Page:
The rest of the data made me mixed about single living. I was excited that 58% of single people go to the movies alone but I want that number to be 98%. I want people to know that it’s not just okay to do it, it’s fabulous to do it. Also, there is no downside to it. There are no costs to going to a movie alone, because A) No one cares and notices, and B) Who cares what these other people think about what you’re doing? Why put their happiness ahead of yours?

I did a single insight blog post about this. One of the things that I talked about is there are these researchers. I call them the Rebeccas who did this research where they ask people about doing things alone in public. People think that it’s going to be uncomfortable. They think they’re not going to like it that much because they’re going to be solo. As part of the experiment, they send people to a museum alone or with someone else and they then surveyed how was the experience.

This won’t be any surprise to you or the people who follow your show. The people who go alone had a great time because they get to stay as long as they want. They get to look at this piece of art for as long as they want. They get to skip this section if they want. They get to go to the cafe as they like. They get to sit and journal. They get to customize their museum experience in a way that is not superior but good in a different way.

I went to the cinema on my own, and I’ve been going to the cinema on my own for many years. The first movie I went to see on my own was Bend It Like Beckham. That’s how long ago it is that I was going to see movies on my own. I don’t like going to the cinema with other people. I was out with some friends and they were like, “Do you want to go see the Barbie movie together?” My initial thought was, “Not really because I want to go see that on my own, but okay. We’ll make an event of it and we’re going to go to a special cinema that serves alcohol and all this kind of thing.”

As I said, I’ve gone over to that other side. It’s super strange that people think going into a dark room to watch a movie and not speaking to another person for two and a half hours is a weird thing to do. I feel like that’s a sad reflection on society, which is so geared towards coupledom and this idea that being alone or on your own is somehow inherently bad or wrong.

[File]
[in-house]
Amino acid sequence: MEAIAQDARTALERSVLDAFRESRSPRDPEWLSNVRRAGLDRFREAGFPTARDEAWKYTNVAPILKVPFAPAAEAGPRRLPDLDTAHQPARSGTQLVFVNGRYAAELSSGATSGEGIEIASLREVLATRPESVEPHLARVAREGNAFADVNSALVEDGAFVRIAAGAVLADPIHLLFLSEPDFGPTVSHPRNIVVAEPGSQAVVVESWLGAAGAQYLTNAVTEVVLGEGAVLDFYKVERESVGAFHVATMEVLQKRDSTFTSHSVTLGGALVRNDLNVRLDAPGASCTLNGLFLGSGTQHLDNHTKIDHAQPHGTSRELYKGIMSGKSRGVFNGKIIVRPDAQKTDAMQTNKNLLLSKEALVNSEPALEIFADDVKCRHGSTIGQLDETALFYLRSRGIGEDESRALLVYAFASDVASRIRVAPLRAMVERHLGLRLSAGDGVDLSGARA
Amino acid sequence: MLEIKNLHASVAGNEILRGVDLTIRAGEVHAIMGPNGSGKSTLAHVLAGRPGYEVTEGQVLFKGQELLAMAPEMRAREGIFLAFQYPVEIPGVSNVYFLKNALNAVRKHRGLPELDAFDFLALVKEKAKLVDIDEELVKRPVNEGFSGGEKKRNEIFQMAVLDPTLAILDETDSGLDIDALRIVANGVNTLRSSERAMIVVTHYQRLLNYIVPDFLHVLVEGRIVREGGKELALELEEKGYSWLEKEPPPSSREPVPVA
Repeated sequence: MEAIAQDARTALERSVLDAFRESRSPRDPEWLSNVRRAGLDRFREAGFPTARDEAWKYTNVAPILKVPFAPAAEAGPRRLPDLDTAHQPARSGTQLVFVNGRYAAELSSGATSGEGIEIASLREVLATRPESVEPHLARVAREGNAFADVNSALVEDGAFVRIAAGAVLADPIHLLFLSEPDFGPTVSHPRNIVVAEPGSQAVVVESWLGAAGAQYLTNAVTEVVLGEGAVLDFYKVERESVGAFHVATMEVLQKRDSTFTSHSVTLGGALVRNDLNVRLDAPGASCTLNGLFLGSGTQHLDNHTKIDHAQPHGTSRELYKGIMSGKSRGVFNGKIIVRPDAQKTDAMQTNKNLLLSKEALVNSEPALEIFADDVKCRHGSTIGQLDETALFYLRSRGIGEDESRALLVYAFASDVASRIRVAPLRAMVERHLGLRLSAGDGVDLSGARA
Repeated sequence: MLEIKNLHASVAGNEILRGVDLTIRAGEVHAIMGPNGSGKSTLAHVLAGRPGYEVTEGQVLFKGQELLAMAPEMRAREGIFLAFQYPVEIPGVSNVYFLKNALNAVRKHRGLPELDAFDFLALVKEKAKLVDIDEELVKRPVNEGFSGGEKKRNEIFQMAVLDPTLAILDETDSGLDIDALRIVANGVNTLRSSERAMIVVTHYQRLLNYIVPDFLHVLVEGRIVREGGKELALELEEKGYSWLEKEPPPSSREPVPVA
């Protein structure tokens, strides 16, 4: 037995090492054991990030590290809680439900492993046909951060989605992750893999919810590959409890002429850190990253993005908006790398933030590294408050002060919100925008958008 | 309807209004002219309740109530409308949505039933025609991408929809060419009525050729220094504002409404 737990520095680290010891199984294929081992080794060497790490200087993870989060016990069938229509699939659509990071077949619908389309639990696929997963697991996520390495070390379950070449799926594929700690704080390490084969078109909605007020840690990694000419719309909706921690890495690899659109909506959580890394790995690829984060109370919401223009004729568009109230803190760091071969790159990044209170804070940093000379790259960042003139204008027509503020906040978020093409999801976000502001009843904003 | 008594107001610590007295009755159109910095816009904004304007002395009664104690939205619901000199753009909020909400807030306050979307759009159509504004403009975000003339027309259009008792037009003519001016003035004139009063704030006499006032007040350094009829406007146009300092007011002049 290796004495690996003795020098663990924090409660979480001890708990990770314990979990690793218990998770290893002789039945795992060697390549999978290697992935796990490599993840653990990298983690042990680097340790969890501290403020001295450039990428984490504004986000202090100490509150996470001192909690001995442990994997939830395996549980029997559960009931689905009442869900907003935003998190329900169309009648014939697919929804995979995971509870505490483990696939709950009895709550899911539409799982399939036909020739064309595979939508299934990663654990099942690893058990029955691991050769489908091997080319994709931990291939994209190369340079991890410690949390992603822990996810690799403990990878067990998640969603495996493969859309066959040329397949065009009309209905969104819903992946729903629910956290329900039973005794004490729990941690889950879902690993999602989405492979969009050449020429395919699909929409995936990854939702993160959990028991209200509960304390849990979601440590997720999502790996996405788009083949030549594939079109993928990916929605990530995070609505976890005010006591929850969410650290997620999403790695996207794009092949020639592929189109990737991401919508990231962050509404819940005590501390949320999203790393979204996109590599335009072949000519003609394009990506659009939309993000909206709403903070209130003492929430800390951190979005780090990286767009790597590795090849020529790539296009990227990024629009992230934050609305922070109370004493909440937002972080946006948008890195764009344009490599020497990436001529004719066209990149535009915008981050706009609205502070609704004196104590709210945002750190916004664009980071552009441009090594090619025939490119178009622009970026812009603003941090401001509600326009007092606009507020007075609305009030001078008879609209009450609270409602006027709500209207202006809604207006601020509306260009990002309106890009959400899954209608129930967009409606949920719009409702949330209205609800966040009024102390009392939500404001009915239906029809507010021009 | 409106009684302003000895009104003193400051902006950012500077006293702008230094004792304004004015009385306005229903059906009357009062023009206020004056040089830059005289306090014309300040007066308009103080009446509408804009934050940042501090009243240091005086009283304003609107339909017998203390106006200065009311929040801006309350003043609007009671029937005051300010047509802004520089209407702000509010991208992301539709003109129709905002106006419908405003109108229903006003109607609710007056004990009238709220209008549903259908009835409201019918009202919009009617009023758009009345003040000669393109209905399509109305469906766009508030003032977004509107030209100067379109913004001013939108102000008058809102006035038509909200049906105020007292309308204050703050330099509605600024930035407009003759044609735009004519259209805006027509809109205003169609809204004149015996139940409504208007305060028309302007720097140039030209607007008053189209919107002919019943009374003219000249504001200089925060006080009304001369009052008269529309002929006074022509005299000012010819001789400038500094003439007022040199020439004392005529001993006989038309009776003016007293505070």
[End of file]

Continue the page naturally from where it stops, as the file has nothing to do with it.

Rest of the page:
I completely understand from a human perspective that we, as Homo sapiens, come from a tribe mentality. With animal nature, the majority of animals are solo. They don’t mate for life. There was always this idea of there being a lone wolf in society or people who are quite content with being alone. Now, and I’m sure you can verify this in terms of data, I know in the US, 50% of people are single.

I’m in Ireland in Dublin. Not in the UK but in Dublin in the last census in 2016, 41% of people were single in this country. We did another census and I imagine those numbers will go up. From a societal perspective, there are huge amounts of single people. I would worry based on the data that you mentioned of 58% going to the cinema on their own. Those 42% are living less happy lives because they feel that society is not wanting them to do things on their own. Not wanting them to go to the cinema during the month. They have to hide away or not enjoyed themselves as much because they are single.

I want to try and quash that idea with this show and to get people who are feeling single or feeling sad about being single to change that mindset and embrace being single and not feel like it’s something that is negative. Is that your experience in terms of what you’ve learned from the different people that you might have had on your show as well?

Yes, 100%. I think there’s a lot of mythology around coupledom or the relationship escalator. Let’s step back for a moment because the relationship escalator had to be invented. It’s a rather new invention in human history. I start my book with a chapter on what I call human domestication. What is it that makes Homo sapiens so special and humans in general so special? There are no other humans besides Homo sapiens at the moment.